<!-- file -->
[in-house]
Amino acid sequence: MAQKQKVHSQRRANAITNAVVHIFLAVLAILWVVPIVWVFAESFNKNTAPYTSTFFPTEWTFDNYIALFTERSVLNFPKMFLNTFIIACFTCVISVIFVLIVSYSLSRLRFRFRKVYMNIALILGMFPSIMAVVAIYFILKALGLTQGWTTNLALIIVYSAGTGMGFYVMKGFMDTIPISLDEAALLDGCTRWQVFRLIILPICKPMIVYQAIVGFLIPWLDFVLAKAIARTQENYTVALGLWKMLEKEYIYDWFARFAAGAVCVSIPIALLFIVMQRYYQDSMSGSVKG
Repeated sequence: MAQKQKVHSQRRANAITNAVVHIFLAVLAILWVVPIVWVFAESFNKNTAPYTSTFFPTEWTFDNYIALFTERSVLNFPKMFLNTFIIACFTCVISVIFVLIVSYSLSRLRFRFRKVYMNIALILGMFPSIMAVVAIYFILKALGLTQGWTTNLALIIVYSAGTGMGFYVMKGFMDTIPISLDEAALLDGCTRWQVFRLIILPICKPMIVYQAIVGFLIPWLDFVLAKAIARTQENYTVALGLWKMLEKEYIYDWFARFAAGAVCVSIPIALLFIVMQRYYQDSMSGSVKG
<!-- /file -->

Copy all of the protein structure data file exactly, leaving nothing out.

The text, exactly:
[in-house]
Amino acid sequence: MAQKQKVHSQRRANAITNAVVHIFLAVLAILWVVPIVWVFAESFNKNTAPYTSTFFPTEWTFDNYIALFTERSVLNFPKMFLNTFIIACFTCVISVIFVLIVSYSLSRLRFRFRKVYMNIALILGMFPSIMAVVAIYFILKALGLTQGWTTNLALIIVYSAGTGMGFYVMKGFMDTIPISLDEAALLDGCTRWQVFRLIILPICKPMIVYQAIVGFLIPWLDFVLAKAIARTQENYTVALGLWKMLEKEYIYDWFARFAAGAVCVSIPIALLFIVMQRYYQDSMSGSVKG
Repeated sequence: MAQKQKVHSQRRANAITNAVVHIFLAVLAILWVVPIVWVFAESFNKNTAPYTSTFFPTEWTFDNYIALFTERSVLNFPKMFLNTFIIACFTCVISVIFVLIVSYSLSRLRFRFRKVYMNIALILGMFPSIMAVVAIYFILKALGLTQGWTTNLALIIVYSAGTGMGFYVMKGFMDTIPISLDEAALLDGCTRWQVFRLIILPICKPMIVYQAIVGFLIPWLDFVLAKAIARTQENYTVALGLWKMLEKEYIYDWFARFAAGAVCVSIPIALLFIVMQRYYQDSMSGSVKG